Cannabis Broker Spotlight: Sherman with PSA Saw Cannabis as Natural Step from Professional Liability
Editor’s note: This part of a series of profiles on cannabis brokers, in which Insurance Journal explores why and how these folks got into the business, the ups and downs of insuring cannabis, as well as a few tips for those interested in a little professional development.
Steven B. Sherman, vice president of the Cannabis Risk Group for PSA Insurance & Financial Services in Hunt Valley, Md., sees his expansion out of the professional liability segment into cannabis as a natural one.
Before joining PSA, Sherman, who graduated from the University of Baltimore School of Law with a J.D., worked for a trade association where he helped build a risk retention group.
Insurance Journal: Why did you get in the cannabis and insurance space?
Sherman: I have built my practice working with physicians and attorneys, and I continue to enjoy working with those clients. I was looking for an additional niche and my home state of Maryland was developing our medical cannabis program.
This was an opportunity to work in a nascent industry, and I jumped at the opportunity.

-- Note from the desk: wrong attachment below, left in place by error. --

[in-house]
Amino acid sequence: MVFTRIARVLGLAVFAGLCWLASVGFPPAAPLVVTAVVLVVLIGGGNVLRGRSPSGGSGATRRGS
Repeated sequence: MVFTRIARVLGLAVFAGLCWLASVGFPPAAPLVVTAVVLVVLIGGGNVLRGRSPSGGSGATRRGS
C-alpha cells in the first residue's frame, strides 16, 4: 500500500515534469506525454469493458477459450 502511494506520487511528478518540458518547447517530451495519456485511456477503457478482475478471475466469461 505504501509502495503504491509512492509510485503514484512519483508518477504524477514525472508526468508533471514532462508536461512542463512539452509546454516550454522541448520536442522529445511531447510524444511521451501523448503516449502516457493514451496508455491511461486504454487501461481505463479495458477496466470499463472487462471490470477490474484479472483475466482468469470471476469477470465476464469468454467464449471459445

IJ: Has this been a good financial decision so far?
Sherman: You can make money in this area, but it requires a lot of hands-on work. Your clients are in a rapidly evolving industry, and you need to keep on top of the industry and insurance market.
As new states come on board and new (multi-state operators) form, clients are moving at light speed, and it can be difficult and time-consuming to gather all of the information in order to deliver the right product. I am fortunate to be supported by a great team at PSA.
IJ: What’s the hardest thing about the cannabis industry to deal with?
Sherman: The fluidity of the insurance market. I have seen many insurers enter and exit the market in just the last few years. You must keep a close eye on the market. Many of my cannabis clients are risk-taking entrepreneurs, so I sometimes need to remind them of the importance of risk management.
I am sorry to say that I have seen some shady dealings from some brokers. Honest brokers continue to have to overcome the negative impression brought about by these
IJ: What insurance product is the most difficult to obtain for your cannabis industry clients? Why?
Sherman: Management liability is a real challenge, especially directors and officers. Some of the policies are so limited, I’m not sure they are worth buying.
Finding ample capacity can be a challenge, although I have found excellent carriers who can support my client’s needs.
IJ: What two or three tips do you have for brokers entering the business of insuring cannabis?
Sherman: Make sure that you have the full picture of your client’s operations.
You will need to be accessible at all hours. I do at least a third of my business in the evening or weekend hours.
Remember that at the end of the day, your reputation is the most important thing. Don’t make the mistake of cutting corners (especially ethical corners) in order to make a quick buck. I think my clients value my straight-forward approach and have come to trust me.